In the case of security operations, the primary bottleneck in the process and the stumbling block that’s preventing the vast majority of SOCs from performing as well as organizations need them to is the nature of human cognition. Human security analysts will never get better at monitoring enormous amounts of log data streaming across their consoles. Neither their long-term nor their short-term working memories will improve to the extent that it’ll become effortless for them to correlate an IP address associated with an alert with, say, a sequence of events that took place on another part of the network three weeks ago. Whereas automation can accomplish these kinds of tasks with ease.

    Why not, then, simply insert an intelligent automated monitoring solution into the appropriate point in a SOC’s existing workflow, leaving the rest of its processes and procedures in place? There’s no question that this would lead to some improvements, but the reality is that incorporating automation into security operations in this way is inherently a radical transformation.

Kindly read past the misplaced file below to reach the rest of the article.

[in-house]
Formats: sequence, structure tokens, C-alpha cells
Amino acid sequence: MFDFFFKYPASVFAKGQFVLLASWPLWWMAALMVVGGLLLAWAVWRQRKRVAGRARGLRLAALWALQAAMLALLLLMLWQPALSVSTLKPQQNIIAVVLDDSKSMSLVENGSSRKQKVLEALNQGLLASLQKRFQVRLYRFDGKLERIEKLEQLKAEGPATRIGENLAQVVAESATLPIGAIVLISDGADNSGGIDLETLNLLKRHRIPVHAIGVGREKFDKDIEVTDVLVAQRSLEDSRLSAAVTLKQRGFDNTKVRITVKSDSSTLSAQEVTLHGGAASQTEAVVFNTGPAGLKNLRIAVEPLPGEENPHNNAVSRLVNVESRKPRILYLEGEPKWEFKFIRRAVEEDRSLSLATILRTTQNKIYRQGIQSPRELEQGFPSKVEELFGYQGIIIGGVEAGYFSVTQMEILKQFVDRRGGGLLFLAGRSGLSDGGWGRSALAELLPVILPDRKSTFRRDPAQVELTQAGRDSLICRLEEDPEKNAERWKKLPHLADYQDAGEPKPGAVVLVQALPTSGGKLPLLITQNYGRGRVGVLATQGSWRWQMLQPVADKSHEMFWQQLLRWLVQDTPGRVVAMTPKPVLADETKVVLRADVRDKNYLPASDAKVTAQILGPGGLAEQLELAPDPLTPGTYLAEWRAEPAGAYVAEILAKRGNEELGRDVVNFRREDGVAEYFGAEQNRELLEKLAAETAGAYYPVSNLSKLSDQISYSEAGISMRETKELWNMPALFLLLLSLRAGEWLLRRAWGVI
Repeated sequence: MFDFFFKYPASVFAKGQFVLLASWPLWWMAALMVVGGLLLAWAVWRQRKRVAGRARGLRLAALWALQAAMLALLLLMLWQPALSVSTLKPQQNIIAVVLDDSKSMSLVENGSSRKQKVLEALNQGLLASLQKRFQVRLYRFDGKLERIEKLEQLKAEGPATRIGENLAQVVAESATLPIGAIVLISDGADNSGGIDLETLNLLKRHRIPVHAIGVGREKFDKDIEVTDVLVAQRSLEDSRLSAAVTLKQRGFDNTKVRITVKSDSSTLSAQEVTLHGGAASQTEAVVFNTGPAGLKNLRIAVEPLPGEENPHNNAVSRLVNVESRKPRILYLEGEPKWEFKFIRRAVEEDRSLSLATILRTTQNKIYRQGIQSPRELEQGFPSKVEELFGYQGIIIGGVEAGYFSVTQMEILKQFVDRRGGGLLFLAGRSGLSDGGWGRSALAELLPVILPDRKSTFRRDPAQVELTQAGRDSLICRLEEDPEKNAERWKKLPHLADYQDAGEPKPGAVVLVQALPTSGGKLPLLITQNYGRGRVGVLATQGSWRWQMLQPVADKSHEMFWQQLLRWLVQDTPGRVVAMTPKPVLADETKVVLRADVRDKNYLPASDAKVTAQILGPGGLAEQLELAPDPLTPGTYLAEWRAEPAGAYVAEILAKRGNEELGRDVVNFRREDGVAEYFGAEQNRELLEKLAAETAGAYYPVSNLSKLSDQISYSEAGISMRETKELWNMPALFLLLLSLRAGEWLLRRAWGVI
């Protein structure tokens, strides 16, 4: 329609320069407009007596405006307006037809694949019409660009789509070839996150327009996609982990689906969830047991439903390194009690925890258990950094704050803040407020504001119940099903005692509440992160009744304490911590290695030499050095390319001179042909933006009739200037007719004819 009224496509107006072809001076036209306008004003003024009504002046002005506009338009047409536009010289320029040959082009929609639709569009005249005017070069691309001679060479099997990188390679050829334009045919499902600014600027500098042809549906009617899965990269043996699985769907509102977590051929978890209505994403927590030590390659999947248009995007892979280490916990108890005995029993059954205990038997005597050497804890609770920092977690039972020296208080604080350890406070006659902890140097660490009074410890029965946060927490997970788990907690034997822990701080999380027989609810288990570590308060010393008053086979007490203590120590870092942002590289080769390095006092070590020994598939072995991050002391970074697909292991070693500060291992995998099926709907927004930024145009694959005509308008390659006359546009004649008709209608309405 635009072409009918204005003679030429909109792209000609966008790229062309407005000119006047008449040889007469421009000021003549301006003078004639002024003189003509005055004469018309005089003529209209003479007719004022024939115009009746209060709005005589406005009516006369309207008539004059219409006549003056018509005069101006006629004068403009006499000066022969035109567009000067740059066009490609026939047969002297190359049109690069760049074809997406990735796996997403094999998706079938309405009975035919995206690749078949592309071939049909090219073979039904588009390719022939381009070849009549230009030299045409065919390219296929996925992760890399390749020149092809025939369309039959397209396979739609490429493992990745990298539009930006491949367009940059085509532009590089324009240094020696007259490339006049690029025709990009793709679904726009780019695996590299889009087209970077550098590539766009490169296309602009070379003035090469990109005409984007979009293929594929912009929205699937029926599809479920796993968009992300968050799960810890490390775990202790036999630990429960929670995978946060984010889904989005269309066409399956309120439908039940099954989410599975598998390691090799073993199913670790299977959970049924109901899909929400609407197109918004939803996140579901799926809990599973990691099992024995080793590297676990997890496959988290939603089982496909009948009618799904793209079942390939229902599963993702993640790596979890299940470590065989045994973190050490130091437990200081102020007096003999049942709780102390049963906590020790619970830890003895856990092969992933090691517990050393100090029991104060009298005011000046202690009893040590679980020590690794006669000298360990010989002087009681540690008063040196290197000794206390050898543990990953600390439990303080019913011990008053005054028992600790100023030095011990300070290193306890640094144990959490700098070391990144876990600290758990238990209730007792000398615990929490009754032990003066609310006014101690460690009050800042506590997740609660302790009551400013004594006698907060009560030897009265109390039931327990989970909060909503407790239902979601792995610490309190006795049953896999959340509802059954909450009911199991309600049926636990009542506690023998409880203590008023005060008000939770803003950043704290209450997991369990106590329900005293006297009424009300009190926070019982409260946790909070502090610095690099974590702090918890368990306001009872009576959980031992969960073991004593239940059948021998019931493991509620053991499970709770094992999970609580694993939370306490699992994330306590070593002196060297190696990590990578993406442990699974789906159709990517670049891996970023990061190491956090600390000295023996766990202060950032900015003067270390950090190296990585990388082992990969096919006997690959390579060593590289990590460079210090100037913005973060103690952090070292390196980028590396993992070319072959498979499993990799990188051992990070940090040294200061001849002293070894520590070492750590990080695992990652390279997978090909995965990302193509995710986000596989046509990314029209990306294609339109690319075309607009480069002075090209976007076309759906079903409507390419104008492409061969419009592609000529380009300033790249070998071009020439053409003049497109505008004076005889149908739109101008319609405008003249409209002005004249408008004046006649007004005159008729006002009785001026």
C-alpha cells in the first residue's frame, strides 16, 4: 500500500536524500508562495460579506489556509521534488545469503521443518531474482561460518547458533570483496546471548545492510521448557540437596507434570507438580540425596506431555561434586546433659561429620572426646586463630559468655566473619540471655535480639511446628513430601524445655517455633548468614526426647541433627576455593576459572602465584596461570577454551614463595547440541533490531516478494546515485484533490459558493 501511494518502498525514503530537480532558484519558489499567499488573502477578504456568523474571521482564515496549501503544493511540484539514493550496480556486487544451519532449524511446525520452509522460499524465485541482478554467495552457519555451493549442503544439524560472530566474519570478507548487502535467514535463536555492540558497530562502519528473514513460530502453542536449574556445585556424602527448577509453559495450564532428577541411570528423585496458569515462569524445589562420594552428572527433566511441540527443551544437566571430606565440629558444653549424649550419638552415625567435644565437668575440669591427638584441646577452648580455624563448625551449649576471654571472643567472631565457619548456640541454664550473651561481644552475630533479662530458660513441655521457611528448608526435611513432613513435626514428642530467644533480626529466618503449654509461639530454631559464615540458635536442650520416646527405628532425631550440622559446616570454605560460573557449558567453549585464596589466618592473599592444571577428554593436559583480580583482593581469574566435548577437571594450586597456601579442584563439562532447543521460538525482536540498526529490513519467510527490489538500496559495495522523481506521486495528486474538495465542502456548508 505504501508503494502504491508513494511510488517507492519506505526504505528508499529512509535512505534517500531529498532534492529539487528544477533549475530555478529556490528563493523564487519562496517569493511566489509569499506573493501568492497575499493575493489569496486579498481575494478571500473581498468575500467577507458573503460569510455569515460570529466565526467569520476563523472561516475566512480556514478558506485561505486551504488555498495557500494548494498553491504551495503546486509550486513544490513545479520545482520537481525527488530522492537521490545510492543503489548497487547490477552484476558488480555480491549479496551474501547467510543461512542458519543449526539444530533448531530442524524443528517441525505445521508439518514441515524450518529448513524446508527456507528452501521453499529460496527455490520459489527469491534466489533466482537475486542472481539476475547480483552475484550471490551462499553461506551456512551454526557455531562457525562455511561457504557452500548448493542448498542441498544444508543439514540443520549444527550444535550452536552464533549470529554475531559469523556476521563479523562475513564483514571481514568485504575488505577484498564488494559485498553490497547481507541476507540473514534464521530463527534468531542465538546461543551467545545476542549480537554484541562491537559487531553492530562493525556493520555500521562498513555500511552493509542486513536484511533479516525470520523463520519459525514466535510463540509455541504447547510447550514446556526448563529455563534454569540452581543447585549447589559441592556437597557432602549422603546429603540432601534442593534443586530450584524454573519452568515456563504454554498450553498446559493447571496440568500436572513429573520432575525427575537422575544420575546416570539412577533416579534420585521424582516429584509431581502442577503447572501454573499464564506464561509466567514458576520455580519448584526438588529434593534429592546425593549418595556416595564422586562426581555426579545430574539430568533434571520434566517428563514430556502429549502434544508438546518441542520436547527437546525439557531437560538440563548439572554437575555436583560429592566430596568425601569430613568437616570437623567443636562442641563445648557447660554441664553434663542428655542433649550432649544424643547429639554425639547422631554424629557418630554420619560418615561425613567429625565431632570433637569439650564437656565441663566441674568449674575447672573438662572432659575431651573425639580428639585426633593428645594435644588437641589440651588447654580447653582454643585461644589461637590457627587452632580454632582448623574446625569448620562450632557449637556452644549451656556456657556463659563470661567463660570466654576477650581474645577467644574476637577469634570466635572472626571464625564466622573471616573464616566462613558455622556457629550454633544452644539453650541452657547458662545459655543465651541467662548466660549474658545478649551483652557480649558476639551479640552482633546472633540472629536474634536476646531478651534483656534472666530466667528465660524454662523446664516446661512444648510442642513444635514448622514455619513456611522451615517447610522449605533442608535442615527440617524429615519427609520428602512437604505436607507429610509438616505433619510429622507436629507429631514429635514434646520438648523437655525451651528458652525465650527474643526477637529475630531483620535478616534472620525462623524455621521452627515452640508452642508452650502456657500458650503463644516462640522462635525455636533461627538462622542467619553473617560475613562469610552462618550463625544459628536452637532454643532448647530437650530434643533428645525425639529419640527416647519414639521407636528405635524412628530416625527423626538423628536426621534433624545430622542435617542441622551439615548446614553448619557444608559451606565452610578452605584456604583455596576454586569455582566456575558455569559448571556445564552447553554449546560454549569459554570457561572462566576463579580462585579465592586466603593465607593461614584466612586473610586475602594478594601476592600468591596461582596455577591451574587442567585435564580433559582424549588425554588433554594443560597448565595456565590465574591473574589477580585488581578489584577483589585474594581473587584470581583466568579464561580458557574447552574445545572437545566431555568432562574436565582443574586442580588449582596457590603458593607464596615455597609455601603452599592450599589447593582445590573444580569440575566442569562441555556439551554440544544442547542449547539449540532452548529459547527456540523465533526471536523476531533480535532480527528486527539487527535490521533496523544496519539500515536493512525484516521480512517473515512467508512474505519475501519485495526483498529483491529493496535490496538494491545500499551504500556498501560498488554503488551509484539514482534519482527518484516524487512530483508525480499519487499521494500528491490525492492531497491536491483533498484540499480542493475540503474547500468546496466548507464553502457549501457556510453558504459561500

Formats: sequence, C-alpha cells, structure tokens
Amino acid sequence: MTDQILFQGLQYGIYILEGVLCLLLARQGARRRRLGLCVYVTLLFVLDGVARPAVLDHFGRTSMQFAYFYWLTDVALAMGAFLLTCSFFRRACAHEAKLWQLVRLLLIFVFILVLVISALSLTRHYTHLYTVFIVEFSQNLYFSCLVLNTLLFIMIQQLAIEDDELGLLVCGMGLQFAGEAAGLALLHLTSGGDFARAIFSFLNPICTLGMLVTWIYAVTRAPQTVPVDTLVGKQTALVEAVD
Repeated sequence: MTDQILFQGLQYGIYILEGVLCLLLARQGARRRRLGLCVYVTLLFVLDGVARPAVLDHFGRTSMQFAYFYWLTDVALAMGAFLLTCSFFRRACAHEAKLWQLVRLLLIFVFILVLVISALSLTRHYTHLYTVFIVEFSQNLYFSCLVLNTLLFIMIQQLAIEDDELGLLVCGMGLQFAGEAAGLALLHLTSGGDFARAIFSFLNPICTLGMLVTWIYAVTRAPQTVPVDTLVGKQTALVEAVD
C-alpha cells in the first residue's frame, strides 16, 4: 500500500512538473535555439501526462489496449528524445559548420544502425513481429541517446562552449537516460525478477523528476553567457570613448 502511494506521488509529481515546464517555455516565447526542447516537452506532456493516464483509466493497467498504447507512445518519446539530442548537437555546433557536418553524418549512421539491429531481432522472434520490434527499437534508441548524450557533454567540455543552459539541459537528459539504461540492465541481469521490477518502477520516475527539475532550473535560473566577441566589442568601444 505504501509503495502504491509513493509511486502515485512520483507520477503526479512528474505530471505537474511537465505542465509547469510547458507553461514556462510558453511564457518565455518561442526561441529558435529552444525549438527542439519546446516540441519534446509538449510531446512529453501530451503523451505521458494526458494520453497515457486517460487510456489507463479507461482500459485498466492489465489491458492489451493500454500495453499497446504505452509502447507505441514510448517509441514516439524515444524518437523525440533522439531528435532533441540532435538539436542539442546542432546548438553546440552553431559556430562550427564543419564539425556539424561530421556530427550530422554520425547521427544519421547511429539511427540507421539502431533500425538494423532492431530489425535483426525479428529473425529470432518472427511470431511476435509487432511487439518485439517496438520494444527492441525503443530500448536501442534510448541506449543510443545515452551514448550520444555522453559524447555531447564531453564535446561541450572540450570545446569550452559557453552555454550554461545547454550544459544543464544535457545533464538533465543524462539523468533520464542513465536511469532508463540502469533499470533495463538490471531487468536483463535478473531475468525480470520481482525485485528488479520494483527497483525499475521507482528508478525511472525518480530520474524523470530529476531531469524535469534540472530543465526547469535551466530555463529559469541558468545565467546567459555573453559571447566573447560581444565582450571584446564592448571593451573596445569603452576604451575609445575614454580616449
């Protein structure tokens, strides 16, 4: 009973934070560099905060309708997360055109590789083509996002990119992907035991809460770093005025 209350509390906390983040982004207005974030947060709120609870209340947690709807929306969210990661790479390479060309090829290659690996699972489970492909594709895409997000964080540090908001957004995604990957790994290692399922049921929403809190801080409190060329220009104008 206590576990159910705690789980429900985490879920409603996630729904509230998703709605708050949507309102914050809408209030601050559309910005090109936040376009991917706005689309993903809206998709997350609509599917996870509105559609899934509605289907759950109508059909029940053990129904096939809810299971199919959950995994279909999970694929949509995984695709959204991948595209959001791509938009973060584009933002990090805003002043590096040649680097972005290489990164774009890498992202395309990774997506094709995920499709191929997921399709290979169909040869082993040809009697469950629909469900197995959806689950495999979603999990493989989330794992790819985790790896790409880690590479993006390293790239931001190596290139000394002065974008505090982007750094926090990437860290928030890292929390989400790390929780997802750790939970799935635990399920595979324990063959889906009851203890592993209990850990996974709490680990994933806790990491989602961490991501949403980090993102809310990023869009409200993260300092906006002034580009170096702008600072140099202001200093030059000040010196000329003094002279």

Like all forms of truly radical change, adopting technologies that are truly new and different requires that people and processes evolve as well.

    Making the best possible use of intelligent automation in security operations requires a mindset shift on the part of the security analysts who work alongside it; it demands cultural change of the entire organization; and it necessitates that processes and procedures be revamped entirely. Building a security operations workflow that’s truly efficient in today’s world calls for an entirely new paradigm.

    Reshaping SecOps for Tomorrow: The Cybersecurity Situation Center